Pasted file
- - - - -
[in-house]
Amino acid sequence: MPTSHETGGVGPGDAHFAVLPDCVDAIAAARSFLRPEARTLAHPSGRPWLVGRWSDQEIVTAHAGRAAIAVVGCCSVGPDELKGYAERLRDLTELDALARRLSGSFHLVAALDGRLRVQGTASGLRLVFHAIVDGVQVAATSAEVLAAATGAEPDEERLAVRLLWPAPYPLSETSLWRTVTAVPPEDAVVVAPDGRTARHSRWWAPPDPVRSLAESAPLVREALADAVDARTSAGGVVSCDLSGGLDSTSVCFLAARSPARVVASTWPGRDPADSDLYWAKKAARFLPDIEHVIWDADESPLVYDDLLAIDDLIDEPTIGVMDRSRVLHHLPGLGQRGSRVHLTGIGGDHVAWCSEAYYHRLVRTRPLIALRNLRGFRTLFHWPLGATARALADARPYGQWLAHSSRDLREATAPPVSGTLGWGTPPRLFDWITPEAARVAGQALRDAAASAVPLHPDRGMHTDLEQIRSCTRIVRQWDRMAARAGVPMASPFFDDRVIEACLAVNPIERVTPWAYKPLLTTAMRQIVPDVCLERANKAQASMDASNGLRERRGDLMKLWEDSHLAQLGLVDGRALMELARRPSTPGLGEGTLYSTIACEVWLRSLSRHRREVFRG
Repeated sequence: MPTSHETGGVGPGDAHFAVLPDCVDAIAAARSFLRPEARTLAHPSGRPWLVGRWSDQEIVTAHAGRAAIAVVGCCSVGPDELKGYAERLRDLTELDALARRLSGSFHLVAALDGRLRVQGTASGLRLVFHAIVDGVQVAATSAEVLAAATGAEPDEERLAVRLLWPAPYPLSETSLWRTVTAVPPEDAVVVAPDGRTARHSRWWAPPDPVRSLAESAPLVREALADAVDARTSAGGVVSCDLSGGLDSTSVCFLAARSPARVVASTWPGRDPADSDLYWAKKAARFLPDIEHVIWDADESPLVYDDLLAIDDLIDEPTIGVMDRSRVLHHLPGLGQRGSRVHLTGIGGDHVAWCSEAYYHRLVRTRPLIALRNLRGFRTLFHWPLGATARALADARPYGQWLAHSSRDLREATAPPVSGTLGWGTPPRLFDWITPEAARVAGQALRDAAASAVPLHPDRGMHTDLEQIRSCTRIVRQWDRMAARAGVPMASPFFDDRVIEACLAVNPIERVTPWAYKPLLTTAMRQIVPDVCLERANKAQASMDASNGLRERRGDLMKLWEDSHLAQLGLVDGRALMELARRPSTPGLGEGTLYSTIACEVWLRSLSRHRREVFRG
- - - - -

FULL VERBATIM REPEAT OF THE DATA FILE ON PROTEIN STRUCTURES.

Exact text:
[in-house]
Amino acid sequence: MPTSHETGGVGPGDAHFAVLPDCVDAIAAARSFLRPEARTLAHPSGRPWLVGRWSDQEIVTAHAGRAAIAVVGCCSVGPDELKGYAERLRDLTELDALARRLSGSFHLVAALDGRLRVQGTASGLRLVFHAIVDGVQVAATSAEVLAAATGAEPDEERLAVRLLWPAPYPLSETSLWRTVTAVPPEDAVVVAPDGRTARHSRWWAPPDPVRSLAESAPLVREALADAVDARTSAGGVVSCDLSGGLDSTSVCFLAARSPARVVASTWPGRDPADSDLYWAKKAARFLPDIEHVIWDADESPLVYDDLLAIDDLIDEPTIGVMDRSRVLHHLPGLGQRGSRVHLTGIGGDHVAWCSEAYYHRLVRTRPLIALRNLRGFRTLFHWPLGATARALADARPYGQWLAHSSRDLREATAPPVSGTLGWGTPPRLFDWITPEAARVAGQALRDAAASAVPLHPDRGMHTDLEQIRSCTRIVRQWDRMAARAGVPMASPFFDDRVIEACLAVNPIERVTPWAYKPLLTTAMRQIVPDVCLERANKAQASMDASNGLRERRGDLMKLWEDSHLAQLGLVDGRALMELARRPSTPGLGEGTLYSTIACEVWLRSLSRHRREVFRG
Repeated sequence: MPTSHETGGVGPGDAHFAVLPDCVDAIAAARSFLRPEARTLAHPSGRPWLVGRWSDQEIVTAHAGRAAIAVVGCCSVGPDELKGYAERLRDLTELDALARRLSGSFHLVAALDGRLRVQGTASGLRLVFHAIVDGVQVAATSAEVLAAATGAEPDEERLAVRLLWPAPYPLSETSLWRTVTAVPPEDAVVVAPDGRTARHSRWWAPPDPVRSLAESAPLVREALADAVDARTSAGGVVSCDLSGGLDSTSVCFLAARSPARVVASTWPGRDPADSDLYWAKKAARFLPDIEHVIWDADESPLVYDDLLAIDDLIDEPTIGVMDRSRVLHHLPGLGQRGSRVHLTGIGGDHVAWCSEAYYHRLVRTRPLIALRNLRGFRTLFHWPLGATARALADARPYGQWLAHSSRDLREATAPPVSGTLGWGTPPRLFDWITPEAARVAGQALRDAAASAVPLHPDRGMHTDLEQIRSCTRIVRQWDRMAARAGVPMASPFFDDRVIEACLAVNPIERVTPWAYKPLLTTAMRQIVPDVCLERANKAQASMDASNGLRERRGDLMKLWEDSHLAQLGLVDGRALMELARRPSTPGLGEGTLYSTIACEVWLRSLSRHRREVFRG